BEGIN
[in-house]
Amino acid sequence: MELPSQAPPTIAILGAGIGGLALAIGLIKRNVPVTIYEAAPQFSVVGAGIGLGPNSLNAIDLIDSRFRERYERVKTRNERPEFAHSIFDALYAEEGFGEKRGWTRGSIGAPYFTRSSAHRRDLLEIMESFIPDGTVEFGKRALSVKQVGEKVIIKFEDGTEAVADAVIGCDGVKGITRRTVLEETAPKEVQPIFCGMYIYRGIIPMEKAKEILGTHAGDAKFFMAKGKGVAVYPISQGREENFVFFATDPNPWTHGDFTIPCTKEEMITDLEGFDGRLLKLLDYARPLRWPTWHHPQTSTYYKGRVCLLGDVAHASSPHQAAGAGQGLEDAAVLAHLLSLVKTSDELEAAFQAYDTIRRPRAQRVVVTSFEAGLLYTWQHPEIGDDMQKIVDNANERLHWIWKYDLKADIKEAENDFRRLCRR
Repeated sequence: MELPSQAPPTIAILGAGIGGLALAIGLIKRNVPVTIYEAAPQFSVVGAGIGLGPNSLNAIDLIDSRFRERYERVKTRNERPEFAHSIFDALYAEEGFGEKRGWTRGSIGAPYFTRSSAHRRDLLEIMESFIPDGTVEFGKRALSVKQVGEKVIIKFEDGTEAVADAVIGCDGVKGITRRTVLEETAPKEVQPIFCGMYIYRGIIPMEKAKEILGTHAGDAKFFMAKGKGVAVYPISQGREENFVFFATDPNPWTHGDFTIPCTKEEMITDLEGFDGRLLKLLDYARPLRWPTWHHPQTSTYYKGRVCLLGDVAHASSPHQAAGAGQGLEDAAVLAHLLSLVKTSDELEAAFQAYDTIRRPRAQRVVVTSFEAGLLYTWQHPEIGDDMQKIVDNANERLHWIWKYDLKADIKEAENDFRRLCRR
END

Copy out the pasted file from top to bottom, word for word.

[in-house]
Amino acid sequence: MELPSQAPPTIAILGAGIGGLALAIGLIKRNVPVTIYEAAPQFSVVGAGIGLGPNSLNAIDLIDSRFRERYERVKTRNERPEFAHSIFDALYAEEGFGEKRGWTRGSIGAPYFTRSSAHRRDLLEIMESFIPDGTVEFGKRALSVKQVGEKVIIKFEDGTEAVADAVIGCDGVKGITRRTVLEETAPKEVQPIFCGMYIYRGIIPMEKAKEILGTHAGDAKFFMAKGKGVAVYPISQGREENFVFFATDPNPWTHGDFTIPCTKEEMITDLEGFDGRLLKLLDYARPLRWPTWHHPQTSTYYKGRVCLLGDVAHASSPHQAAGAGQGLEDAAVLAHLLSLVKTSDELEAAFQAYDTIRRPRAQRVVVTSFEAGLLYTWQHPEIGDDMQKIVDNANERLHWIWKYDLKADIKEAENDFRRLCRR
Repeated sequence: MELPSQAPPTIAILGAGIGGLALAIGLIKRNVPVTIYEAAPQFSVVGAGIGLGPNSLNAIDLIDSRFRERYERVKTRNERPEFAHSIFDALYAEEGFGEKRGWTRGSIGAPYFTRSSAHRRDLLEIMESFIPDGTVEFGKRALSVKQVGEKVIIKFEDGTEAVADAVIGCDGVKGITRRTVLEETAPKEVQPIFCGMYIYRGIIPMEKAKEILGTHAGDAKFFMAKGKGVAVYPISQGREENFVFFATDPNPWTHGDFTIPCTKEEMITDLEGFDGRLLKLLDYARPLRWPTWHHPQTSTYYKGRVCLLGDVAHASSPHQAAGAGQGLEDAAVLAHLLSLVKTSDELEAAFQAYDTIRRPRAQRVVVTSFEAGLLYTWQHPEIGDDMQKIVDNANERLHWIWKYDLKADIKEAENDFRRLCRR